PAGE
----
# espp tax calculations when loss does not exceed discount

I have participated in four ESPP grants at my current company and am trying to do some tax planning. I've read the following as research:

https://turbotax.intuit.com/tax-tips/investments-and-taxes/employee-stock-purchase-plans/L8NgMFpFX

https://www.kinetixfp.com/post/espp-taxes-explained

https://www.cordantwealth.com/espp/

For background, this plan has a 6 month offering period with "look back" and a 15% discount. My question in the form of an example:

• FMV at beginning of period: \$127.71
• FMV at end of period: \$80.26
• Shares purchased: 183
• Purchase price: \$68.221
• Sale price: \$61.40

Assume it's a qualifying disposition. Based on the above, per the IRS rules ("the amount by which the stock's FMV on the date of grant exceeds the option price") is it accurate to say the "discount" amount is 183 * \$127.71 * 0.15 = \$3505.64?

The loss on the sale is 183 * (\$61.40 - \$68.221) = -\$1248.24.

In this case the sale was for a loss, but the loss amount is smaller than the discount amount. Do I have ordinary income? Capital loss? Neither?

Yes, your calculations of the discount and long-term capital loss are correct, and you'll only have a capital loss with no ordinary income, as shown below. However, it's not that your loss is smaller than the discount, but rather, your gain (loss = negative gain) is smaller than the discount amount.

For a qualifying disposition of a qualified ESPP with a discount, the discount is always based on the grant date price (\$127.71), even if there's no lookback, so the discount is 183 * 15% * \$127.71 = 183 * \$19.1565 = \$3,505.64. This may seem nonsensical (it is) because you paid \$68.221 per share based on a share price of \$80.26 and would expect the discount to be \$12.039 per share, but the above is how the discount is calculated for qualifying dispositions.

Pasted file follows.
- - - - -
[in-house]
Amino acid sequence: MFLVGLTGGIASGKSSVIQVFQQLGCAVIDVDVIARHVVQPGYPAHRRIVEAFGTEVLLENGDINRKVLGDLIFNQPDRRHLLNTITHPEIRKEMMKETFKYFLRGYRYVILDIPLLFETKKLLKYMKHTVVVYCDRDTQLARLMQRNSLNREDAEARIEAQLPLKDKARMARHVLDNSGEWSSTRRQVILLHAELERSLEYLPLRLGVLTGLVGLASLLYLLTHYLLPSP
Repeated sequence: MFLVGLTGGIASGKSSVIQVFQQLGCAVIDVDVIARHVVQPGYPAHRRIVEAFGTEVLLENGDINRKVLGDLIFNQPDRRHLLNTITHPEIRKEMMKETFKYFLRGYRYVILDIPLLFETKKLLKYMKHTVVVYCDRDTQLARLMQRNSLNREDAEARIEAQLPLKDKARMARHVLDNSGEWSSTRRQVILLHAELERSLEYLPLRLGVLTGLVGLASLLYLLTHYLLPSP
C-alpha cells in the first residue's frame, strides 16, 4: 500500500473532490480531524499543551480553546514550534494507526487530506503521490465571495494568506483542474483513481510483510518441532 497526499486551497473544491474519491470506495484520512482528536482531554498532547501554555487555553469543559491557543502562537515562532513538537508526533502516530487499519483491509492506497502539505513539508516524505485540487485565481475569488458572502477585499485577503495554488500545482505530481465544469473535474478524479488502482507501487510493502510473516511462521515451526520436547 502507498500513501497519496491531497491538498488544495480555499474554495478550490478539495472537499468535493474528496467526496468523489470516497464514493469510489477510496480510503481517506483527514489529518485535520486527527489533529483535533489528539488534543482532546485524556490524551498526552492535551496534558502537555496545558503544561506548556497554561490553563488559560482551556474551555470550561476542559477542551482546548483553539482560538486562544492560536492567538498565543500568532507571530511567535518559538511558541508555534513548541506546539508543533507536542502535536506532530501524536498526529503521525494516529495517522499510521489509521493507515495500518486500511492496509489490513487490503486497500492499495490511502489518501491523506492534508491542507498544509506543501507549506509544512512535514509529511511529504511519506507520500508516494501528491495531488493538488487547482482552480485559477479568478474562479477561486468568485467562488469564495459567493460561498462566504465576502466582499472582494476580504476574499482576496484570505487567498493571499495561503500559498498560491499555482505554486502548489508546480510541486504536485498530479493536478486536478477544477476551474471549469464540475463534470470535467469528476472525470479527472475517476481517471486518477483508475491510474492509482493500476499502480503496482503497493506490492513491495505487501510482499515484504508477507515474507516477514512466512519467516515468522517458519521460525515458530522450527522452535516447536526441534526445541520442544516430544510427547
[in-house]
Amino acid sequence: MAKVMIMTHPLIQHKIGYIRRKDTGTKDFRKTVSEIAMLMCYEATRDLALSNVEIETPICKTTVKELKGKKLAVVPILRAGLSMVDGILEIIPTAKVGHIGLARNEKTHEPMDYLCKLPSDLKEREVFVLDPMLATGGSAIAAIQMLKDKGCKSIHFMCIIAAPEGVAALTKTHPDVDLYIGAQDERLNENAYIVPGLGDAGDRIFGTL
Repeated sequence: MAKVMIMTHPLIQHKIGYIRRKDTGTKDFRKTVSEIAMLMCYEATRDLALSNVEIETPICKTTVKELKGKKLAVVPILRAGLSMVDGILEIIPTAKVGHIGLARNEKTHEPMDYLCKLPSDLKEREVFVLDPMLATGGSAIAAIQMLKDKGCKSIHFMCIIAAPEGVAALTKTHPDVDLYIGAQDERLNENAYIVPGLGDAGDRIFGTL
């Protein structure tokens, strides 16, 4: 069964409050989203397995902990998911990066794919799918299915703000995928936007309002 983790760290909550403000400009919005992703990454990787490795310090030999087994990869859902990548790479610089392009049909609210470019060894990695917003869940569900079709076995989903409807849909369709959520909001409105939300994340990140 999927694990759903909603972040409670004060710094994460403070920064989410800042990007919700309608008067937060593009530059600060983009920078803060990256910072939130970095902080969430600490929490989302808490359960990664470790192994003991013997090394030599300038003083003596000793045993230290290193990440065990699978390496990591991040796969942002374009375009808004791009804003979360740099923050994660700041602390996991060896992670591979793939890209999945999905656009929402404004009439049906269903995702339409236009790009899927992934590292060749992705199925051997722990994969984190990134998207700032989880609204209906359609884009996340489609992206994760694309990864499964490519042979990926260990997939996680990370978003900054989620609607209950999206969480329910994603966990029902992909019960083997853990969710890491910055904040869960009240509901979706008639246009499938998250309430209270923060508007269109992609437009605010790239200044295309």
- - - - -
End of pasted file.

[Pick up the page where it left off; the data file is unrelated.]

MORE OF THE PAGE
Your total gain/(loss) is your sale price minus your actual purchase price, or 183 * (\$61.40 - \$68.221) = -\$1,248.24.

The smaller of the discount (\$3,505.64) and capital gain (-\$1,248.24) is your ordinary income (OI) on the transaction, with a floor of \$0. -\$1,248.24 is smaller but <\$0, so your OI is \$0. The remainder is capital gain/(loss), so -\$1,248.24 capital loss.

Do note that in your case, the OI and capital loss would be the same even if you accidentally calculated the discount based on the \$80.26 purchase date price, but there are scenarios where doing this would result in incorrect calculations.

Reference for discount calculation in IRS Pub. 525 within Statutory Stock Options, Employee stock purchase plan, Example 9: "If, at the time the option was granted, the option price per share was less than 100% (but not less than 85%) of the FMV of the share, and you dispose of the share after meeting the holding period requirement, or you die while owning the share, you must include in your income as compensation the lesser of:

• The excess of the FMV of the share at the time the option was granted over the option price, or
• The excess of the FMV of the share at the time of the disposition or death over the amount paid for the share under the option.

For this purpose, if the option price wasn't fixed or determinable at the time the option was granted, the option price is figured as if the option had been exercised at the time it was granted. (emphasis mine)

Any excess gain is capital gain. If you have a loss from the sale, it's a capital loss, and you don't have any ordinary income."